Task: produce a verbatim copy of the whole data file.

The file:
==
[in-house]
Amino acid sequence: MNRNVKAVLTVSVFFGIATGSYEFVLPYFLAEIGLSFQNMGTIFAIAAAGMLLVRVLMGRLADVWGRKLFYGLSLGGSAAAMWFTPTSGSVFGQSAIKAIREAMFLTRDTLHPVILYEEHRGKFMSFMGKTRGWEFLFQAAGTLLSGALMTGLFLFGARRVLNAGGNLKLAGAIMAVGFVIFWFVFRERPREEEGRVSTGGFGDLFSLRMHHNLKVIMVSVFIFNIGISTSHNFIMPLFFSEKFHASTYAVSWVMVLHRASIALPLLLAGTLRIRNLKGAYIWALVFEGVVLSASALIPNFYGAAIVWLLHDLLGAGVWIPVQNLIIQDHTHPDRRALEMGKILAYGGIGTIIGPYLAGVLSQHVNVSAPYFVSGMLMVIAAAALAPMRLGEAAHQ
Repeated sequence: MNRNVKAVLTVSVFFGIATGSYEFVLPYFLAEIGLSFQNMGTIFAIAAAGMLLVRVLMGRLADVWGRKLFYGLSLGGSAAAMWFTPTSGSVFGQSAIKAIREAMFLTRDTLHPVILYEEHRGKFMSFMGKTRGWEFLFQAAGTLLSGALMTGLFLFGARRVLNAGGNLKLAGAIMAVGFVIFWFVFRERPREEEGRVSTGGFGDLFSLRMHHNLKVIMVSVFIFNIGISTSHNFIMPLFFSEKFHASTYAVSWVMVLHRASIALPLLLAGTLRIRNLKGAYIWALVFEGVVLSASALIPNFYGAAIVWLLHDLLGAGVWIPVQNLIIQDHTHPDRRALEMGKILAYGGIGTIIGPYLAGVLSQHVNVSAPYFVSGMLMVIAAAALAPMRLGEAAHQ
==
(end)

[in-house]
Amino acid sequence: MNRNVKAVLTVSVFFGIATGSYEFVLPYFLAEIGLSFQNMGTIFAIAAAGMLLVRVLMGRLADVWGRKLFYGLSLGGSAAAMWFTPTSGSVFGQSAIKAIREAMFLTRDTLHPVILYEEHRGKFMSFMGKTRGWEFLFQAAGTLLSGALMTGLFLFGARRVLNAGGNLKLAGAIMAVGFVIFWFVFRERPREEEGRVSTGGFGDLFSLRMHHNLKVIMVSVFIFNIGISTSHNFIMPLFFSEKFHASTYAVSWVMVLHRASIALPLLLAGTLRIRNLKGAYIWALVFEGVVLSASALIPNFYGAAIVWLLHDLLGAGVWIPVQNLIIQDHTHPDRRALEMGKILAYGGIGTIIGPYLAGVLSQHVNVSAPYFVSGMLMVIAAAALAPMRLGEAAHQ
Repeated sequence: MNRNVKAVLTVSVFFGIATGSYEFVLPYFLAEIGLSFQNMGTIFAIAAAGMLLVRVLMGRLADVWGRKLFYGLSLGGSAAAMWFTPTSGSVFGQSAIKAIREAMFLTRDTLHPVILYEEHRGKFMSFMGKTRGWEFLFQAAGTLLSGALMTGLFLFGARRVLNAGGNLKLAGAIMAVGFVIFWFVFRERPREEEGRVSTGGFGDLFSLRMHHNLKVIMVSVFIFNIGISTSHNFIMPLFFSEKFHASTYAVSWVMVLHRASIALPLLLAGTLRIRNLKGAYIWALVFEGVVLSASALIPNFYGAAIVWLLHDLLGAGVWIPVQNLIIQDHTHPDRRALEMGKILAYGGIGTIIGPYLAGVLSQHVNVSAPYFVSGMLMVIAAAALAPMRLGEAAHQ